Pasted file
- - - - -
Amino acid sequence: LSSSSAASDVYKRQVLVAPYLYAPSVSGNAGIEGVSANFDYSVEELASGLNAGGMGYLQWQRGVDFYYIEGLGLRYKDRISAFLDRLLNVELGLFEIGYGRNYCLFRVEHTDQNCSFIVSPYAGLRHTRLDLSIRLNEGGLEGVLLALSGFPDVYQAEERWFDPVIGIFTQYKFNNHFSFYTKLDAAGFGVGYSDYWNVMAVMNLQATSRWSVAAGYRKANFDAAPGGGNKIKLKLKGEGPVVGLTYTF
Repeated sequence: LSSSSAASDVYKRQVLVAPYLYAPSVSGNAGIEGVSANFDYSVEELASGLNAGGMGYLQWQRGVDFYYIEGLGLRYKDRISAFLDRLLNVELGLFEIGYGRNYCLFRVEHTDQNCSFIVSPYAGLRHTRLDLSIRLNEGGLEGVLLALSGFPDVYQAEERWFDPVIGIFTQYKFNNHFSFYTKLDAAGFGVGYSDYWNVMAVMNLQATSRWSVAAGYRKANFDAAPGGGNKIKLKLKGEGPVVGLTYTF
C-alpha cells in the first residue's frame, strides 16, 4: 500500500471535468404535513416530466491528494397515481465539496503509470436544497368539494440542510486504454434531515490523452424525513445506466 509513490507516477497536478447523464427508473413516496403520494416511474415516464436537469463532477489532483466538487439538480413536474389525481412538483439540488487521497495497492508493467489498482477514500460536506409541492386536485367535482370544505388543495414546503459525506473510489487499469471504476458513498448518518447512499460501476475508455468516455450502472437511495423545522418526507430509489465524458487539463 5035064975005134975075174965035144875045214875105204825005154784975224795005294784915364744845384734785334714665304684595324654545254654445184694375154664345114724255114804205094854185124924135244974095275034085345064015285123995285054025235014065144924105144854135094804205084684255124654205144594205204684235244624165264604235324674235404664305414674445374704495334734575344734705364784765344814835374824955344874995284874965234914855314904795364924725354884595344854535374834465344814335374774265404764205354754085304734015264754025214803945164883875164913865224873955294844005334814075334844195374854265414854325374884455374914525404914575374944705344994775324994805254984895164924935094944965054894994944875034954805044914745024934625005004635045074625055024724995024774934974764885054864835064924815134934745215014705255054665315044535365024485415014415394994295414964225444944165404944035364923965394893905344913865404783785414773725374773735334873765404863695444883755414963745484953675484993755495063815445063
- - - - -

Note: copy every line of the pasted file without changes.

Amino acid sequence: LSSSSAASDVYKRQVLVAPYLYAPSVSGNAGIEGVSANFDYSVEELASGLNAGGMGYLQWQRGVDFYYIEGLGLRYKDRISAFLDRLLNVELGLFEIGYGRNYCLFRVEHTDQNCSFIVSPYAGLRHTRLDLSIRLNEGGLEGVLLALSGFPDVYQAEERWFDPVIGIFTQYKFNNHFSFYTKLDAAGFGVGYSDYWNVMAVMNLQATSRWSVAAGYRKANFDAAPGGGNKIKLKLKGEGPVVGLTYTF
Repeated sequence: LSSSSAASDVYKRQVLVAPYLYAPSVSGNAGIEGVSANFDYSVEELASGLNAGGMGYLQWQRGVDFYYIEGLGLRYKDRISAFLDRLLNVELGLFEIGYGRNYCLFRVEHTDQNCSFIVSPYAGLRHTRLDLSIRLNEGGLEGVLLALSGFPDVYQAEERWFDPVIGIFTQYKFNNHFSFYTKLDAAGFGVGYSDYWNVMAVMNLQATSRWSVAAGYRKANFDAAPGGGNKIKLKLKGEGPVVGLTYTF
C-alpha cells in the first residue's frame, strides 16, 4: 500500500471535468404535513416530466491528494397515481465539496503509470436544497368539494440542510486504454434531515490523452424525513445506466 509513490507516477497536478447523464427508473413516496403520494416511474415516464436537469463532477489532483466538487439538480413536474389525481412538483439540488487521497495497492508493467489498482477514500460536506409541492386536485367535482370544505388543495414546503459525506473510489487499469471504476458513498448518518447512499460501476475508455468516455450502472437511495423545522418526507430509489465524458487539463 5035064975005134975075174965035144875045214875105204825005154784975224795005294784915364744845384734785334714665304684595324654545254654445184694375154664345114724255114804205094854185124924135244974095275034085345064015285123995285054025235014065144924105144854135094804205084684255124654205144594205204684235244624165264604235324674235404664305414674445374704495334734575344734705364784765344814835374824955344874995284874965234914855314904795364924725354884595344854535374834465344814335374774265404764205354754085304734015264754025214803945164883875164913865224873955294844005334814075334844195374854265414854325374884455374914525404914575374944705344994775324994805254984895164924935094944965054894994944875034954805044914745024934625005004635045074625055024724995024774934974764885054864835064924815134934745215014705255054665315044535365024485415014415394994295414964225444944165404944035364923965394893905344913865404783785414773725374773735334873765404863695444883755414963745484953675484993755495063815445063